Avengers #110-115 and Captain Marvel #27-28 (April-September 1973)

These half-dozen issues of Avengers (three of which are shown above) and two issues of Captain Marvel (leading to a crossover a year later) do not feature Captain America very heavily, but there are a few meaningful scenes in which he displays some moral wisdom, righteous anger at hatred, and rational suspicion.

In issue #110, after Quicksilver reappears and announces his engagement to Crystal of the Inhumans (and, intermittently, the Fantastic Four), the Scarlet Witch tells him about her and the Vision, and he does not react well. Note Cap’s reaction, sympathetic to Wanda and Vision, both in this face (top row) and his thoughts (bottom).

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Soon after, the Avengers split up to investigate an attack on Charles Xavier and the X-Men, and he gives some good advice to Wanda.

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Cap makes an excellent point here: When someone gives you an ultimatum, you don’t have to accept the terms as given, nor are you responsible for how the person reacts to your choice among them (if you choose to play along at all). We see this more often in superhero comics when the villain holds an innocent civilian hostage and give an order to the hero “or else”—a choice the hero usually transcends to save the day, defying the ultimatum itself—but we also see it in more ordinary situations such as a stubborn brother.

After they get to Xavier’s school, they find themselves attacked by Cerebro (almost as if it were being manipulated by someone with magnetic abilities, hmm). It also gives a chance for Cap to mention his new super-strength, gained recently in Captain America #157-159, as well as condescendingly call Wanda “girl” (which, unfortunately, goes back much farther).

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Magneto (as you no doubt guessed) reveals himself at the end of issue #110 and captures half the Avengers. After a diversion to Daredevil #99 to pick up Hornhead and Black Widow, we return in issue #111 to see Magneto’s newest trick: mind-control, which renders Cap inactive for most of the issue.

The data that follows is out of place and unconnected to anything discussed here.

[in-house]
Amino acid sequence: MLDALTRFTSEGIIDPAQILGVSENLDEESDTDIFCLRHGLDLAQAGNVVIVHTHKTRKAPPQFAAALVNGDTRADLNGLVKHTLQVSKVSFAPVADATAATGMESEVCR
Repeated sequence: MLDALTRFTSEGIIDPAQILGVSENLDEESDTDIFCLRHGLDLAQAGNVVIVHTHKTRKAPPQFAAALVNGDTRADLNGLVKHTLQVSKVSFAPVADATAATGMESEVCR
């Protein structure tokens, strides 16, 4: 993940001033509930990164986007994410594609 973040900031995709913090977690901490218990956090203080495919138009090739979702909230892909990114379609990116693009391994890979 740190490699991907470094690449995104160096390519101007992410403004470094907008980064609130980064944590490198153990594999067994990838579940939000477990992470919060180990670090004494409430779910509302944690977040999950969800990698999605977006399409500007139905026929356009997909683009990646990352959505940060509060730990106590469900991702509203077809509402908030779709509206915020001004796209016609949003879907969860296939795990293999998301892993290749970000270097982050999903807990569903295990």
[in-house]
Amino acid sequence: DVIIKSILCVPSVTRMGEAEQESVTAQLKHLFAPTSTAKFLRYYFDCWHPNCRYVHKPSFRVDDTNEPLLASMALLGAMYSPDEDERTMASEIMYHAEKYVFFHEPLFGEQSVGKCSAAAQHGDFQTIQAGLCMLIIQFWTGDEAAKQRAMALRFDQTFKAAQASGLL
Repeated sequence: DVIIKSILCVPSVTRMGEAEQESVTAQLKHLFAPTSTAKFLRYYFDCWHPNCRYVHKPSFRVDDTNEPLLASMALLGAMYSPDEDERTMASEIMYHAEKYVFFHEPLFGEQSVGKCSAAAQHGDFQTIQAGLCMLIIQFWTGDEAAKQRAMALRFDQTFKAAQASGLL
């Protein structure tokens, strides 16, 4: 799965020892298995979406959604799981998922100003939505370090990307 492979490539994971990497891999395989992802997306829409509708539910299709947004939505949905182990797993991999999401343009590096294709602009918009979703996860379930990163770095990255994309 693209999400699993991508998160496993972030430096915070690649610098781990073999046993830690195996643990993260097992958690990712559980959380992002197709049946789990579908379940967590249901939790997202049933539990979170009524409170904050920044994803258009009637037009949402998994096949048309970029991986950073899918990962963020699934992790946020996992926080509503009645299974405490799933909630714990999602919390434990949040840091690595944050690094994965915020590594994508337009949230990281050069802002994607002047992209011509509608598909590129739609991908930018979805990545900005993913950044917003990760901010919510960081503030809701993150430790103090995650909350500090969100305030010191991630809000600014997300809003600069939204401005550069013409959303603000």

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Even though Cap is not himself, we still see a great (if hard to believe) “Mjolnir vs. Shield” moment.

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After the Vision manages to subdue Magneto—by playing Deadman and inhabiting the body of one of Magneto’s lackeys—Cap makes an executive decision and invites Daredevil and Black Widow to join the Avengers. Matt turns him down, because there would be too many people around (as opposed to, you know, San Francisco), while Natasha takes the opportunity to get away from him. (Ouch.) Wisely, Cap does not comment.

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In issue #112, the Avengers face the Lion God, who controls a group of protesters claiming to want the Black Panther to return with them to Wakanda.

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Manners seem a quaint concern at such a time, but hey, it’s Cap.

We don’t see Cap for the rest of this issue because Tony sends him on an errand…

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…but the rest of the team manages to defeat the Lion God without him, after which Black Widow cuts her first term of membership with the Avengers short, inspired by Wanda and Vision.

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I guess she left her heart in San Francisco. (I’ll be here all week; be sure to tip your bartenders.)

In issue #113, we see Cap’s concerns about society’s reactions to Wanda and Vision come all too true, and he demonstrates the appropriate reaction to hate and prejudice, especially in name of religion.

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Unfortunately, the people who sent the letter also take action, becoming suicide bombers who manage to injure the Vision. As Tony Stark, Donald Blake, and Black Panther try to repair him, Cap wonders where Iron Man and Thor went—right? so weird—but his confusion is interrupted by more of the bombers.

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They manage to stun Cap temporarily, but he soon lets them know what he thinks of their plans.

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Meanwhile, after Tony had to duck out of the operating room to “find” Iron Man, he returns to see if anyone can “find” Thor, and finally we get some assurance that at least two of the Avengers are not utterly clueless.

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Of course, the Mighty Avengers manage to take care of some fanatics with bombs strapped to their heads, and at the end Wanda sounds like Pietro… with good reason, of course.

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Yes, look out… we all know what happens when Wanda gets angry.

In issue #114, the Avengers meet Mantis, who has been lurking behind the scenes (with a mystery character) since issue #112. When Wanda brings her to Avengers Mansion, Cap whips out the rulebook, but Wanda isn’t having it. (Don’t make her mad Cap please.)

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But Mantis isn’t who Cap should be concerned about… we meet the other lurker, a more familiar face.

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This time, of course, Cap’s suspicion is warranted—and it certainly doesn’t help Mantis’ case that she brought an old foe along.

Speaking of whom, the Swordsman explains where he’s been (hint: nowheresville) and how he met Mantis. Cap still isn’t buying it, but Wanda plays the cards she was dealt…